KENNETH STEWART COLE's training was in classical physics and electrical engineering but he turned his skills to the investigation of the electrical properties of living tissues. Through an impressive combination of theoretical and experimental approaches, he made major contributions to our understanding of the surface membranes of many types of cells, and especially of the changes undergone by the electrical properties of the membranes of excitable cells when activated. In particular, his demonstration in 1938 (with H.J. Curtis) of a large increase in membrane conductance during the passage of a nerve impulse, without change of capacitance, was a major landmark.
Kenneth Cole, known to his wife as Ken but to all his friends as Kacy, was born on 10 July 1900 at Ithaca, New York. His father, Charles Nelson Cole, was at that time an instructor in Latin at Cornell University; two years later the family moved to Oberlin, Ohio, as his father took a post at Oberlin College, of which he later became Dean. Cole's mother was Mabel Stewart; both his parents came from Urbana, Illinois. There was one younger brother, Robert, with whom he remained very close throughout his life despite a large difference in age; they were joint authors of four papers published between 1936 and 1942.
In 1932, Cole married Elizabeth Evans Roberts, an attorney. Later, her work was mostly concerned with civil rights and in 1956 she joined the staff of the new Civil Rights Commission; in this work she made many journeys to the South investigating the validity of racial segregation complaints. She died in 1966. They had one son and one daughter, both still living.
From his early years he had strong interests in electricity: he records that as a youngster he 'produced sparks and shocks with worn out parts from the telephone company and put together a licensed wireless station with a Ford spark coil and galena (for a detector) begged from the head of the Geology Department' (Cole 1979). He majored in physics at Oberlin College, but delayed completion of the course by working for more than a year in the General Electric Research Laboratory at Schenectady. Here he met, and was much influenced by, Irving Langmuir, whose famous work on surface films at an air-water interface may well have been one of the origins of Cole's interest in the surface membranes of living cells. For his Ph.D. he moved to Cornell where he developed an electron spectrograph and studied the photographic action of electrons under the supervision of F.K. Richtmyer, at the same time as holding an instructorship (1922-1926).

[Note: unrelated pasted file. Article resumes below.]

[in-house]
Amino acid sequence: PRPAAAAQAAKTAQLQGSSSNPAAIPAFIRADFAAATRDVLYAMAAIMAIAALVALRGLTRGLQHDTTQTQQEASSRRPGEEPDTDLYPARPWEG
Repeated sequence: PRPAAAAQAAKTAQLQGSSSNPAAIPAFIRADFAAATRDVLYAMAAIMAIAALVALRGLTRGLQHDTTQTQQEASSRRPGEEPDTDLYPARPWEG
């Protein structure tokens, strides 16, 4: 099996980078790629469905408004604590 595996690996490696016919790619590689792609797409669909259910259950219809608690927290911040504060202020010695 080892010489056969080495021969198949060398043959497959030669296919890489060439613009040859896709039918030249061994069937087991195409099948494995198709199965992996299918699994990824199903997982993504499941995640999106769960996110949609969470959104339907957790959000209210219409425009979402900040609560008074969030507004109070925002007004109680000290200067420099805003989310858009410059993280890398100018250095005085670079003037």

His switch of interest to biological objects that could be investigated by physical, especially electrical, techniques was kindled by summer visits that he made during this period. In 1923 he spent some weeks at the Cleveland Clinic with H. Fricke, who was just completing his epoch-making measurements of the electrical capacitance of the surface membrane of red blood corpuscles, using a high-frequency alternating current bridge (Fricke 1923, 1925). He records (Cole 1979) that he became committed to biology after spending the next summer at the Marine Biological Laboratory at Woods Hole on Cape Cod, Massachusetts, where he worked on heat production by the eggs of the sea urchin Arbacia under C.G. Rogers. His interest in the electrical properties of living things was probably stimulated by his lifelong friendship with W.J.V. Osterhout, which began during this visit to Woods Hole.
After completing his Ph.D. Cole was awarded a postdoctoral fellowship by the National Research Council to use Fricke's method to determine the membrane capacity of sea-urchin eggs. He held this fellowship (1926-1928) at Harvard, and went to Woods Hole for his experiments. During this period he also did important theoretical work on the impedance of a suspension of spherical cells and on the representation of impedances by plotting reactance against resistance.
He spent the year 1928-29 in theoretical work on cell membranes at Leipzig in the laboratory of Debye, supported by a fellowship from the General Education Board. He made himself familiar with the theory, due to Nernst and Planck, of the potential differences generated by diffusion between two different electrolyte solutions--very relevant to the potentials across biological membranes. During this time, L.E. Sutton, F.R.S., was also in Debye's laboratory, and he and Cole jointly made suggestions for the improvement of the centrifuge microscope developed by E. Newton Harvey, whom Cole had met at Woods Hole.